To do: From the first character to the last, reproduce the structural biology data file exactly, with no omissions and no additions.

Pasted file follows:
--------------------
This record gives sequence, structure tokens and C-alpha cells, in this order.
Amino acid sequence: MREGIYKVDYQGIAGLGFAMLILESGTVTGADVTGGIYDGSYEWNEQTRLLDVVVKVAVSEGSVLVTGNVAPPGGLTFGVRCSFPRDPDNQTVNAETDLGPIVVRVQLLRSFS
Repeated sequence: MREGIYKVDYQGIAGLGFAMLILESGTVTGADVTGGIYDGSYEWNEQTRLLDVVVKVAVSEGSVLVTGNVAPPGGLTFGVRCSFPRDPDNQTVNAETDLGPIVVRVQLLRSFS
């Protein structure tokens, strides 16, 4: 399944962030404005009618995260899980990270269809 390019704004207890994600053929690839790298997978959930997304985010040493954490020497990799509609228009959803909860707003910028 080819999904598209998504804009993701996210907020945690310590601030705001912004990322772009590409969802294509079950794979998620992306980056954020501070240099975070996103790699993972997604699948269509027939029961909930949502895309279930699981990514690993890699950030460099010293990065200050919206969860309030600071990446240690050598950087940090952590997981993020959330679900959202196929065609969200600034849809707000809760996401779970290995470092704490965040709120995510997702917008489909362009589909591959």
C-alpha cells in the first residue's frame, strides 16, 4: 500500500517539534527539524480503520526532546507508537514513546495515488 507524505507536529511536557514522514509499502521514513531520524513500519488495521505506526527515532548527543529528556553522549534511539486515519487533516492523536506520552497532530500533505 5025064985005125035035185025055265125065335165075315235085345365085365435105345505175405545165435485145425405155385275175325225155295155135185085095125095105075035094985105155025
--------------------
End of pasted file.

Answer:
This record gives sequence, structure tokens and C-alpha cells, in this order.
Amino acid sequence: MREGIYKVDYQGIAGLGFAMLILESGTVTGADVTGGIYDGSYEWNEQTRLLDVVVKVAVSEGSVLVTGNVAPPGGLTFGVRCSFPRDPDNQTVNAETDLGPIVVRVQLLRSFS
Repeated sequence: MREGIYKVDYQGIAGLGFAMLILESGTVTGADVTGGIYDGSYEWNEQTRLLDVVVKVAVSEGSVLVTGNVAPPGGLTFGVRCSFPRDPDNQTVNAETDLGPIVVRVQLLRSFS
């Protein structure tokens, strides 16, 4: 399944962030404005009618995260899980990270269809 390019704004207890994600053929690839790298997978959930997304985010040493954490020497990799509609228009959803909860707003910028 080819999904598209998504804009993701996210907020945690310590601030705001912004990322772009590409969802294509079950794979998620992306980056954020501070240099975070996103790699993972997604699948269509027939029961909930949502895309279930699981990514690993890699950030460099010293990065200050919206969860309030600071990446240690050598950087940090952590997981993020959330679900959202196929065609969200600034849809707000809760996401779970290995470092704490965040709120995510997702917008489909362009589909591959």
C-alpha cells in the first residue's frame, strides 16, 4: 500500500517539534527539524480503520526532546507508537514513546495515488 507524505507536529511536557514522514509499502521514513531520524513500519488495521505506526527515532548527543529528556553522549534511539486515519487533516492523536506520552497532530500533505 5025064985005125035035185025055265125065335165075315235085345365085365435105345505175405545165435485145425405155385275175325225155295155135185085095125095105075035094985105155025